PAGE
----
Blame is the act of holding someone or something responsible for something that is perceived to be wrong or deserving of censure. It is an expression of condemnation for something bad that has happened that can be directed at someone else or at the psychological self. It is a human behavior which can be committed consciously or unconsciously, and it correlates to the constant making of judgments-- against others, and against self.
Blame devalues others by making the blamer feel superior to others by labeling them as "less than." By doing this, the blamer distracts from his/her own culpability by placing focus on the flaws of others.
Victims can end up being convinced of their culpability by blamers, and ultimately feel responsible for causing the negative feelings in the blamer. This can result in the phenomenon of self-blame.
Guilt is an emotional experience that occurs when a person realizes or believes (accurately or not) that he or she has crossed over his or her own standards of conduct or has violated a moral standard. In doing so, the individual internalizes feelings of bearing significant responsibility for the violation.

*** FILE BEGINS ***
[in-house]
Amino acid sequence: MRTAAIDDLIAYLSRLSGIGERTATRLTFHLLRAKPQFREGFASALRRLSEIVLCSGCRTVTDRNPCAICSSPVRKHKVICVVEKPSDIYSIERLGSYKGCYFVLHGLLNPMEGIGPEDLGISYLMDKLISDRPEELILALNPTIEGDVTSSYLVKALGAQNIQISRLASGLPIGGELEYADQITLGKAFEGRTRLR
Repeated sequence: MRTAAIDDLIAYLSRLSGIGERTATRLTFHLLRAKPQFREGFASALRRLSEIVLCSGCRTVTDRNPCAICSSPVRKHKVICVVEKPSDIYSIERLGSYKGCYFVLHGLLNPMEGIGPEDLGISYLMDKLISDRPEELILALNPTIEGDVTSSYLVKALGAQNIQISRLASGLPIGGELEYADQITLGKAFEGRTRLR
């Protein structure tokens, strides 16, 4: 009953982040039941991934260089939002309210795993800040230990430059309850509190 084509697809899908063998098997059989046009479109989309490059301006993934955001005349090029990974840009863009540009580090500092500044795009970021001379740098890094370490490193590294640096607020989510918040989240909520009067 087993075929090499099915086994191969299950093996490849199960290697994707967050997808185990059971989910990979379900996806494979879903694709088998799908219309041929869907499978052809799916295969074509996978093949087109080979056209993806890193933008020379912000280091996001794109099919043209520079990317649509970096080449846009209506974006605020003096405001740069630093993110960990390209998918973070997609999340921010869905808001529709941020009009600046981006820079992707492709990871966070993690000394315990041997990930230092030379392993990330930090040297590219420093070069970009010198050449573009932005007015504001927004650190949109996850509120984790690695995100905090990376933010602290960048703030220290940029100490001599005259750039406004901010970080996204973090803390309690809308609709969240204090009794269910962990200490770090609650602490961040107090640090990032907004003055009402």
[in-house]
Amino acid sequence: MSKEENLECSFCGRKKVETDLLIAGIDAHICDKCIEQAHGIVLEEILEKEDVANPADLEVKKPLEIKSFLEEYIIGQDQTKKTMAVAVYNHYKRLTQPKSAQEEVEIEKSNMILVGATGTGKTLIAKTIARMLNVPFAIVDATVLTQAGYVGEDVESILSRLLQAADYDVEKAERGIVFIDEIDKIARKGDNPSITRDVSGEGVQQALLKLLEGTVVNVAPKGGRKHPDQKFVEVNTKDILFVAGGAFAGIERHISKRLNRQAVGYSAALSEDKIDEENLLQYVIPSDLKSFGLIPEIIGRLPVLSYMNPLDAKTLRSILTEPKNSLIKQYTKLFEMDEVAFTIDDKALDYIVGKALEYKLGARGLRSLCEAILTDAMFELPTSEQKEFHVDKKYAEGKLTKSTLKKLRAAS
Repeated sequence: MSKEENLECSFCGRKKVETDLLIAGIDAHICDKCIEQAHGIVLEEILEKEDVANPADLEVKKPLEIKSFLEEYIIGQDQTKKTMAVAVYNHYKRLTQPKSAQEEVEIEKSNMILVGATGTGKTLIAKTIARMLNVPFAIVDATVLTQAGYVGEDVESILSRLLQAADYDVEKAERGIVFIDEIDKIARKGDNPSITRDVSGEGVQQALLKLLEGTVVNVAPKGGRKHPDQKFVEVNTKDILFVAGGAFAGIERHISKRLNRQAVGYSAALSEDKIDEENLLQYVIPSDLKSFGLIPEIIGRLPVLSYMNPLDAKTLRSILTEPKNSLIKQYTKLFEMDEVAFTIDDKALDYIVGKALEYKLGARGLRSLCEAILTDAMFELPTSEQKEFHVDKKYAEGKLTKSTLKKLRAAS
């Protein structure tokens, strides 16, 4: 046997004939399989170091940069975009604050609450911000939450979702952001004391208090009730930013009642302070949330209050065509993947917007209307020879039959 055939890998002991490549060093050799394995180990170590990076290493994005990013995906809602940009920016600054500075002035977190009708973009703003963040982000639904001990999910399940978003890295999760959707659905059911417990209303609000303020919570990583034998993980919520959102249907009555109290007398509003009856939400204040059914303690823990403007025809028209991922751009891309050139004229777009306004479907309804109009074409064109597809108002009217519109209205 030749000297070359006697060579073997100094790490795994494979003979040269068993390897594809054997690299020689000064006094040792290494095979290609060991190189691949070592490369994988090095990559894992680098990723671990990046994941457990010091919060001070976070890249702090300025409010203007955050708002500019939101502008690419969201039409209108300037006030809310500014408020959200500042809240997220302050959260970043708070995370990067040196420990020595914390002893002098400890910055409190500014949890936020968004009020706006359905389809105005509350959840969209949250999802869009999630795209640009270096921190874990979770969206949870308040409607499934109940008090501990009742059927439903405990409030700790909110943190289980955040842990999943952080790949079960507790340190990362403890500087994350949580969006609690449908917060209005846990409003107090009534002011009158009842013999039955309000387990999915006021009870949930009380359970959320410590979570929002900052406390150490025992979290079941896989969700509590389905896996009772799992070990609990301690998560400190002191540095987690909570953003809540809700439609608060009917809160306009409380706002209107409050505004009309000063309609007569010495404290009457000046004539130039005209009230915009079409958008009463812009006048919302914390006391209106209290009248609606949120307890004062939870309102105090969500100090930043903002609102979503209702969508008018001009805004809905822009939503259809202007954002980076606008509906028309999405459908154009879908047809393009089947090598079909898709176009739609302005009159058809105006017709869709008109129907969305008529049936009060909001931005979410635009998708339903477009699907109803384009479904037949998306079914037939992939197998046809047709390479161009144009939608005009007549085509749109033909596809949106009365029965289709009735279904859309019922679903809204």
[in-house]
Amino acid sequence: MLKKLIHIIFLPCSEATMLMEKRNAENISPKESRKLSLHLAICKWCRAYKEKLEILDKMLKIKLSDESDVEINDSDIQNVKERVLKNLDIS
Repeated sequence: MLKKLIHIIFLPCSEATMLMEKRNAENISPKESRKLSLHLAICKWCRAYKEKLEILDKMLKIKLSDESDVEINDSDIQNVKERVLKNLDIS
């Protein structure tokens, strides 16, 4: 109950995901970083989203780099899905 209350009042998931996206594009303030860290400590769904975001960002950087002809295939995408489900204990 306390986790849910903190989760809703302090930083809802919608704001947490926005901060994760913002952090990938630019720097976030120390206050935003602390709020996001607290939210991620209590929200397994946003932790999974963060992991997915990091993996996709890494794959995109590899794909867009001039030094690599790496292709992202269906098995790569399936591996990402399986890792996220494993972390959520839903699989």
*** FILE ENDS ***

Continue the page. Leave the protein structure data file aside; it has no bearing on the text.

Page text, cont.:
Psychologically, human beings respond to guilt by utilizing defenses called repression and projection.
Self-Blame arises externally, from another individual's expression (or projection) of blame or judgment, whereas guilt arises internally, from the individual's knowledge that they have transgressed their own moral ideals and standards.
In the former, the transgression is identified by another, in the latter, the transgression is often identified by the psychological self.
When dealing with self-blame, the individual must make sure that what they are feeling is not a result of the projection of someone else's blame upon them. If left unchecked, this can easily become a method of manipulation and control for others.
When dealing with guilt, evaluate whether you are holding yourself to a higher internal standard than you should. You may be expecting more of yourself than is fair or realistic.
Counseling is also helpful in dealing with both guilt and blame. Supportive responses, psycho-educational groups, and cognitive restructuring therapy (CBT) are useful services to seek.